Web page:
REFERENCE: Watson, L. R., & Ozonoff, S. (2000). Pervasive developmental disorders in young children. In T. Layton, E. Crais, & L. Watson (Eds.), Handbook of early language impairments: Volume I: Nature (pp. 109-161). New York: Delmar.
Pervasive developmental disorder (PDD) refers to a spectrum of disorders characterized by impairments in social interaction, verbal and nonverbal communication, and a range of behaviors and interests. According to the Diagnostic and Statistical Manual of Mental Disorders, Fourth Edition (DSM-IV) the subtypes of PDD include: Autism, Asperger's disorder, Childhood Disintegrative Disorder, Rett's disorder, and Pervasive Developmental Disorder-not otherwise specified (PDD-NOS). The exact cause of PDD is not known, but research indicates that it is biological in nature, possibly due to genetic factors, structural abnormalities in the brain, and/or various pre-, peri-, or postnatal factors.
A majority of the information concerning characteristics of PDD centers on autism. Children with autism vary in severity and display a wide range of cognitive, sensorimotor, social, and communicative characteristics.
The majority of children with autism have an IQ less than 70, indicating cognitive functioning in the mentally retarded range. Their performance IQ tends to be higher than their verbal IQ. Children with autism also have difficulty shifting attention from one spatial location to another and have poor executive planning skills, which are needed to perform complex behaviors. In addition, children with autism have difficulty understanding the mental state of others and pretending that an object is something other than what it really is.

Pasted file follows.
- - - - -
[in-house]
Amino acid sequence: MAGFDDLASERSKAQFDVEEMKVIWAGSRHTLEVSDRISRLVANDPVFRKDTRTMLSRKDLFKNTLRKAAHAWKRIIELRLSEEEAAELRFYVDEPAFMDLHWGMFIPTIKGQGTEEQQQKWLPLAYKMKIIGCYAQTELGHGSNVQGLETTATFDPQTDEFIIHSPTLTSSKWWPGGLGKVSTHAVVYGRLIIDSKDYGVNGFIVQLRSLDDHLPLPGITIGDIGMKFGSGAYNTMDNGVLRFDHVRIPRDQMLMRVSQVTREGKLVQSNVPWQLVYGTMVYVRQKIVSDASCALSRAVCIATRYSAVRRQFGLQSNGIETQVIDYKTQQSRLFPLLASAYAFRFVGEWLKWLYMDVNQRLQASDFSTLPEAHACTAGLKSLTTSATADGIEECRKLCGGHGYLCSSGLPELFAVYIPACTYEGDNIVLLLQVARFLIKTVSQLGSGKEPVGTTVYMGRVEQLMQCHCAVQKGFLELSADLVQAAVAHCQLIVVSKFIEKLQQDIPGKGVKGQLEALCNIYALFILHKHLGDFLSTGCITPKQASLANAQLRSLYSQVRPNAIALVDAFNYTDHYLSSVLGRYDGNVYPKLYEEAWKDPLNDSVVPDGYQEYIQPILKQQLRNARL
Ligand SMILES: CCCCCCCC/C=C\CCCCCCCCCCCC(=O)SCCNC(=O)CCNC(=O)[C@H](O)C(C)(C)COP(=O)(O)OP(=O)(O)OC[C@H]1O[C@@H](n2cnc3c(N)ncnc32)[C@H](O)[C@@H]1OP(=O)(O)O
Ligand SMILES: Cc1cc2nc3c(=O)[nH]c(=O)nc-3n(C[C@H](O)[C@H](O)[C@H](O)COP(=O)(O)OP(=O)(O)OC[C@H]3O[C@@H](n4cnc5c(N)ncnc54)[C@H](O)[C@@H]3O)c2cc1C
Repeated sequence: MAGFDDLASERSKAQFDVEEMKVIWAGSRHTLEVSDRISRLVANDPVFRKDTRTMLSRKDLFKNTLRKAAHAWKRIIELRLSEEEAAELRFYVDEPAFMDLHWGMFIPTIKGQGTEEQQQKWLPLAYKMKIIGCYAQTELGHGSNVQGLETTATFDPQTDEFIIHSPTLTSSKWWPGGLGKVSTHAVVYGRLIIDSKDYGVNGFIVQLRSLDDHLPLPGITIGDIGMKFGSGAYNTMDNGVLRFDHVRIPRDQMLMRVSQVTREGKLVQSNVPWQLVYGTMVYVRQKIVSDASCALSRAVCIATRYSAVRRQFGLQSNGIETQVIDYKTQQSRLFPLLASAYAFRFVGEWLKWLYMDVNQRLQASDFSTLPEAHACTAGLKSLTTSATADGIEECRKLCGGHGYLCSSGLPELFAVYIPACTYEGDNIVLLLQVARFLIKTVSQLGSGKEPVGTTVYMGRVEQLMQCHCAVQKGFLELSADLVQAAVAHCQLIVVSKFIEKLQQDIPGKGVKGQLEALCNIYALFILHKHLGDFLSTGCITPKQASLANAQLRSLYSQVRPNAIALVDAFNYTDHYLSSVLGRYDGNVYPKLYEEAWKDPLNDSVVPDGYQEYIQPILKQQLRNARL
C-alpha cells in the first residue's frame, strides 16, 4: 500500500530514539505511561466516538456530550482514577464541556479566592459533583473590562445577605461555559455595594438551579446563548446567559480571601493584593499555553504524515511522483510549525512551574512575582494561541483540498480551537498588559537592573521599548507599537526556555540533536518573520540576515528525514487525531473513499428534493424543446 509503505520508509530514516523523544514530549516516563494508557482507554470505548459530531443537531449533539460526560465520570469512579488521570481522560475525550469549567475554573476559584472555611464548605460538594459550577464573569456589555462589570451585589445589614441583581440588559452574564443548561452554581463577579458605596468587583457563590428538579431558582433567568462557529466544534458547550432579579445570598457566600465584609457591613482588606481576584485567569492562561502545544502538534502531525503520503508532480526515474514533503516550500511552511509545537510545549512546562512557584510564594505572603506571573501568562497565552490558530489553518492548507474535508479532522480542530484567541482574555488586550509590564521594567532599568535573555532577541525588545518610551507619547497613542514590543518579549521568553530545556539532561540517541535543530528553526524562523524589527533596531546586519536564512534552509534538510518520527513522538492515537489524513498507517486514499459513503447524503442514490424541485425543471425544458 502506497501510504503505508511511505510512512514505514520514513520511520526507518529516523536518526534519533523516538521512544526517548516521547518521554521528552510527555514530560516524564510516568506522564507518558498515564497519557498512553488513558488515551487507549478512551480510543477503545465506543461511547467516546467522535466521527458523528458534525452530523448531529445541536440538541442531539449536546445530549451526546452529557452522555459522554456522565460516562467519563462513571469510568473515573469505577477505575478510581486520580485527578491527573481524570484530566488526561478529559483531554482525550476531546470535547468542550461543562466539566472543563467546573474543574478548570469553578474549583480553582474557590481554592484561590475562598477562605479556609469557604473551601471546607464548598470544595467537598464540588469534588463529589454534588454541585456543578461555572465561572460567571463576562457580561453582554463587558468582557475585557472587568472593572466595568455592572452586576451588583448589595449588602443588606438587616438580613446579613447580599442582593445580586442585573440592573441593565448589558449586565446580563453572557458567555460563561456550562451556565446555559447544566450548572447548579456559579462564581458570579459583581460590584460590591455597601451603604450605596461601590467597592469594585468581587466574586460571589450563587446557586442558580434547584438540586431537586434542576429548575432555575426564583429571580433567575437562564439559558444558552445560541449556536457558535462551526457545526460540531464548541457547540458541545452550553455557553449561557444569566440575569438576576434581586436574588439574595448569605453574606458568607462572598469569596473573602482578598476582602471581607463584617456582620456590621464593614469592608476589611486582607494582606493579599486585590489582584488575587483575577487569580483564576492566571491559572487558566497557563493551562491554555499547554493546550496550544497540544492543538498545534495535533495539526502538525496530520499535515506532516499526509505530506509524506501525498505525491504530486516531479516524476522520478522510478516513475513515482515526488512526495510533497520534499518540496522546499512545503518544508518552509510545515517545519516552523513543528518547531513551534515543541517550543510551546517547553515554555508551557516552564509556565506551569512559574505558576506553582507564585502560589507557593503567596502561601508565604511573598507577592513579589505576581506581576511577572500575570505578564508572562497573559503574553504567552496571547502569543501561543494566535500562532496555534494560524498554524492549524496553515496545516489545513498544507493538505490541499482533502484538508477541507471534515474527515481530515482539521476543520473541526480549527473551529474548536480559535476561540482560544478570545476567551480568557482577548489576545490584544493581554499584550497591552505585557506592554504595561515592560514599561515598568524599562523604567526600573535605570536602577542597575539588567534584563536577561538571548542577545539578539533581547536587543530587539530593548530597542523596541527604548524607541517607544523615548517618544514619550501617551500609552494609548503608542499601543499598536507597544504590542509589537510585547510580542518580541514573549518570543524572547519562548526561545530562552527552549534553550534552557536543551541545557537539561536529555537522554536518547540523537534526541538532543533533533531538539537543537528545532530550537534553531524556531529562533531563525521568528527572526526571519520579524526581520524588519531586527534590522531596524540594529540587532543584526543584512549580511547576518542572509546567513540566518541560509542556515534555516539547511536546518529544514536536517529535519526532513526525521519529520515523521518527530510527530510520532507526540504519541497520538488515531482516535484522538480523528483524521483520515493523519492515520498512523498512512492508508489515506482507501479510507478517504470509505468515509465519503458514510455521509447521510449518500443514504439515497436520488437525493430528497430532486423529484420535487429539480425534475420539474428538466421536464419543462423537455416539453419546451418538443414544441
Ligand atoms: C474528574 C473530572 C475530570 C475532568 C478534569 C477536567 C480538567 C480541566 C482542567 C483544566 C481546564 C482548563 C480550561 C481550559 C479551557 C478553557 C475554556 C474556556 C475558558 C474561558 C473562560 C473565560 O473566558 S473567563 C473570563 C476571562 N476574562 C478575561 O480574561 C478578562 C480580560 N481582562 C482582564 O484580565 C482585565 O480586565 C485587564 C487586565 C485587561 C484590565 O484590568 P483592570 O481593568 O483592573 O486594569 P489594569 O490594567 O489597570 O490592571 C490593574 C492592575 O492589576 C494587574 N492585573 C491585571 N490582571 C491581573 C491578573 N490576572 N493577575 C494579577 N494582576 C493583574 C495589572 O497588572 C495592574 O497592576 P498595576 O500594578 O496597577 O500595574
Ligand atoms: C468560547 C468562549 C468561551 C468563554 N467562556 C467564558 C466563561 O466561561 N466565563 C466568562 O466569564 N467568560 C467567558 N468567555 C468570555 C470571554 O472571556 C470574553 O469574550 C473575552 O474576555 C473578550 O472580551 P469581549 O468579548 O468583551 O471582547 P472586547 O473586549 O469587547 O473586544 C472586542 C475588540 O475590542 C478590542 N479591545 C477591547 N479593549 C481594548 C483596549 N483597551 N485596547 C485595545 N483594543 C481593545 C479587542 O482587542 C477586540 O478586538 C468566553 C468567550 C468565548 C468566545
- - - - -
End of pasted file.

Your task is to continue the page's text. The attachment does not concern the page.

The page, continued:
There is limited information concerning sensorimotor behaviors in children with autism. Children with autism often display inappropriate use of objects or unusual play, unusual motor behaviors and unusual postures, attachment to unusual objects and unusual visual interests, inconsistent responses to sound, insensitivity to pain, heat, or cold, and hypersensitivity to taste.
Children with autism typically demonstrate the following social behaviors: poor imitation, abnormal or absent eye contact, deficits in joint attention (lack of pointing and/or alternating gaze between an object and a partner), decreased responses to others, preference for being alone and fewer interactions with others, little interest in social games, little interest in being held as an infant, and few facial expressions.
Communication of children with autism is extremely variable, ranging from nonverbal to verbal with vocabulary and syntactic skills within normal limits for age. Overall, children with autism develop speech and language at a slower rate than typically developing children. Specifically, most children with autism tend to be delayed in the development and use of social language. Children with autism may also display echolalia (repeating words or phrases they hear), which can be either immediate or delayed. Other communicative characteristics may include lack of intentional communication, better nonverbal than verbal requesting skills, and monotone speech.
There are many intervention strategies that have been suggested for children with autism, which include educational and behavioral approaches, medications to reduce activity, anxiety, and/or agitation, and special diets. Early Intervention is key for children with autism. Early Intervention programs need to be intensive, focusing on family involvement. Goals of these programs often include: 1) encouraging the child’s attention to elements in the environment necessary for learning, imitation, language use and comprehension, appropriate play with toys, and social interaction with others; 2) providing a supportive teaching environment; and 3) providing predictability and routine. Intervention for children with autism who have minimal or no verbal skills centers on improving social awareness and interaction with others. For these children, the focus may be on teaching them to obtain their wants and needs through an object or picture exchange system. Sign language and/or augmentative communication, such as a programmable device, can also be beneficial modes of communication. Communication intervention with those children that have verbal skills focuses on structured approaches to teach two-word phrases, strategies to encourage spontaneous instead of echolalic speech, and social stories to teach appropriate behavior.
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Watson, L. R., & Ozonoff, S. (2000). Pervasive developmental disorders in young children. In T. Layton, E. Crais, & L. Watson (Eds.), Handbook of early language impairments: Volume I: Nature (pp. 109-161). New York: Delmar.